As of 11/8/2018, “Phase 2 Priority Processing” applicants who have paid their application fees will have the opportunity to apply for a state temporary license before the end of the year. In the coming weeks, DCR will issue Phase 2 applicants a Local Authorization letter that the state agencies have agreed to accept as sufficient for purposes of the state temporary license application. The Local Authorization letter will allow an applicant to engage in commercial cannabis activities only after satisfying all conditions imposed by DCR, including meeting all eligibility criteria under LAMC Sec. 104.08(a). In other words, an applicant will not be authorized to engage in commercial cannabis activities until DCR determines it is eligible for Phase 2 processing and a Temporary Approval. If DCR ultimately determines that an applicant does not meet all eligibility criteria under LAMC Sec. 104.08(a), it will revoke the applicant’s Local Authorization and notify the state licensing agencies of such.
The Local Authorization does not guarantee that an applicant will qualify for a state temporary or provisional license. Every applicant is solely responsible for submitting all documents and information required by the state licensing agencies in their applications, including evidence that compliance with the California Environmental Quality Act is underway. Lastly, CDFA has asked DCR to remind cultivation applicants that they must submit evidence of enrollment with the applicable Regional Water Quality Control Board or State Water Resources Control Board for water quality protection programs or written verification from the appropriate board that enrollment is not necessary.
Are Microbusiness licenses available during Phase 2?
DCR will not accept applications for Microbusiness (Type 12) licenses during Phase 2, but an applicant may still apply for licenses for multiple types of Commercial Cannabis Activity.
Is the Social Equity Program part of Phase 2?
Yes. To be eligible for Phase 2, an applicant must qualify under the Social Equity Program as Tier 1, Tier 2, or Tier 3 Social Equity Applicant. Please see the Social Equity Program section below for more information about qualifying for the program.
GENERAL INFO ON SOCIAL EQUITY PROGRAM
When does the Social Equity Program start and what phase is it in now?
With the submission and review of Phase 2 applications underway, the Social Equity Program has already begun, in part, because all Phase 2 applicants must qualify under the Social Equity Program. The development and implementation of other Social Equity Program components are ongoing. Please check back periodically for updates.
Who qualifies for the Social Equity Program?
The Social Equity Program is divided between Tier 1, Tier 2, and Tier 3 Social Equity Applicants.
A Tier 1 Social Equity Applicant shall own no less than a 51 percent equity share of the business that would benefit from the issuance of the License and meet the following criteria at time of applying for a License:
- Low Income and prior California Cannabis Arrest or Conviction; or
- Low Income and a minimum of five years cumulative residency in a Disproportionately Impacted Area.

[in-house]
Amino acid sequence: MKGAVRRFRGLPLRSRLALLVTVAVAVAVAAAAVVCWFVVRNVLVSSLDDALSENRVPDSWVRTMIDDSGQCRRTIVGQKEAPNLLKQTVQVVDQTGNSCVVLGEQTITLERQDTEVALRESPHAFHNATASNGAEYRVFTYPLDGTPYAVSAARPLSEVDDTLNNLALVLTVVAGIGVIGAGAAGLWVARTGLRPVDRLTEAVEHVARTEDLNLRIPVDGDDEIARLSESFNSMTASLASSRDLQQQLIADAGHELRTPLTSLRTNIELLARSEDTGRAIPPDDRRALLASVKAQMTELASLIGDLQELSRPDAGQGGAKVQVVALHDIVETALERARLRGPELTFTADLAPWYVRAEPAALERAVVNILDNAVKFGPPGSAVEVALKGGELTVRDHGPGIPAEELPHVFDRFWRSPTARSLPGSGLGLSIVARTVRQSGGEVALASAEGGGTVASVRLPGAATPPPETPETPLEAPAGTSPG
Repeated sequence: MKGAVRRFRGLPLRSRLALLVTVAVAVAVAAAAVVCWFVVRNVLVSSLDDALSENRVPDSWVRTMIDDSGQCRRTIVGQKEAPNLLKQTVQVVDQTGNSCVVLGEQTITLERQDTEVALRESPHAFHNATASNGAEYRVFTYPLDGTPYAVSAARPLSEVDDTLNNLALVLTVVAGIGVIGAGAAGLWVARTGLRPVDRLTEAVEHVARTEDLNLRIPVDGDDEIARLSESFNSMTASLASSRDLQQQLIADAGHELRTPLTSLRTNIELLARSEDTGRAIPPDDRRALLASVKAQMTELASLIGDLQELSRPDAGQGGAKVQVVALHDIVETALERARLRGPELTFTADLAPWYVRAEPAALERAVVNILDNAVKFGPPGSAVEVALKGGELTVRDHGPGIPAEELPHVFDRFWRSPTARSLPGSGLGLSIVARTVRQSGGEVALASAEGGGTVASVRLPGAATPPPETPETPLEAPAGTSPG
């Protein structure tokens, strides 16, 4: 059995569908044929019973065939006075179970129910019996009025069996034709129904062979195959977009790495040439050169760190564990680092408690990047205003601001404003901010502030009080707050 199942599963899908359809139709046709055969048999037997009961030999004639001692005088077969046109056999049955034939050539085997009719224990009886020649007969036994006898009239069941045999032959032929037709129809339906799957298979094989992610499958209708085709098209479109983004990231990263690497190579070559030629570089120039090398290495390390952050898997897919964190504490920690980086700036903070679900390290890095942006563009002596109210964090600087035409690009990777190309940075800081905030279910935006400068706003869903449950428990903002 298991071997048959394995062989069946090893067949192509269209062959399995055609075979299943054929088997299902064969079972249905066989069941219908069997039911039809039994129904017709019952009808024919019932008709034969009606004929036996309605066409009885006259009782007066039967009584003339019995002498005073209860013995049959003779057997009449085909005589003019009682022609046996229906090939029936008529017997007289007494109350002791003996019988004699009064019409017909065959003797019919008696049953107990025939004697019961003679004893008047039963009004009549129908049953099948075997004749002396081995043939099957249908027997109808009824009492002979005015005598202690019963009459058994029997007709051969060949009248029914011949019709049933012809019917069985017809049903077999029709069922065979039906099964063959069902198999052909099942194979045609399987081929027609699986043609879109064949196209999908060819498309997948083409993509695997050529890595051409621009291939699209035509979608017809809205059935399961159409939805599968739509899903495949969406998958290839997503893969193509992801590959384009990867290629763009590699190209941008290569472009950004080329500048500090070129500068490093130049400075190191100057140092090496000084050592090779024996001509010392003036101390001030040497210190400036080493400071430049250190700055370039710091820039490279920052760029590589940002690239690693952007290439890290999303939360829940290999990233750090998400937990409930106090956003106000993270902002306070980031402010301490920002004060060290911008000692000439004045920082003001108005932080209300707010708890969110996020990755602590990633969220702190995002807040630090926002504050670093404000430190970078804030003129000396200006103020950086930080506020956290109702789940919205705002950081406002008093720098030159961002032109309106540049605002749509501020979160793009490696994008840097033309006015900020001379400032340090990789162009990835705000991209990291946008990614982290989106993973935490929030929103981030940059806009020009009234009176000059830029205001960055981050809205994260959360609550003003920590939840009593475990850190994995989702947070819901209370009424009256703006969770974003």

A Tier 2 Social Equity Applicant shall own no less than a 33 1/3 percent equity share of the business that would benefit from the issuance of the License and meet the following criteria at time of applying for a License:
- Low Income and a minimum of five years cumulative residency in a Disproportionately Impacted Area; or
- a minimum of 10 years cumulative residency in a Disproportionately Impacted Area.
A Tier 3 Social Equity Applicant shall enter into a Social Equity Agreement with the City to provide capital, leased space, business, licensing and compliance assistance for a period of three years to Persons who meet the criteria to be a Tier 1 Social Equity Applicant, and business, licensing and compliance assistance for a period of three years to Persons who meet the criteria to be a Tier 2 Social Equity Applicant. A Tier 3 Social Equity Applicant shall also provide Tier 1 Social Equity Applicants access to property with no rent and with prorated utilities for a minimum of three years in a manner consistent with LAMC Sec. 104.20(e)
What does Low Income mean?
As defined in LAMC Sec. 104.20, Low Income means 80 percent or below of Area Median Income for the City based on the 2016 American Community Survey and updated with each decennial census.
How do I prove I am Low Income?
You must provide evidence of your income for the 12-month period preceding the date of your application. Please view this Eligibility Requirement document for more information of the type of evidence to submit.
What types of prior cannabis-related arrests or conviction qualify an applicant for Tier 1 status?
An applicant who is Low Income and has a California Cannabis Arrest or Conviction will qualify for Tier 1 status (provided all other eligibility requirements, including equity requirements, are met). A California Cannabis Arrest or Conviction means an arrest or conviction in California for any crime under the laws of the State of California or the United States relating to the sale, possession, use, manufacture, or cultivation of cannabis that occurred prior to November 8, 2016. An arrest, prosecution or conviction for a violation of Proposition D, as codified in former Article 5.1 of Chapter IV of the Los Angeles Municipal Code, notwithstanding that Proposition D has been repealed, is not a California Cannabis Arrest or Conviction.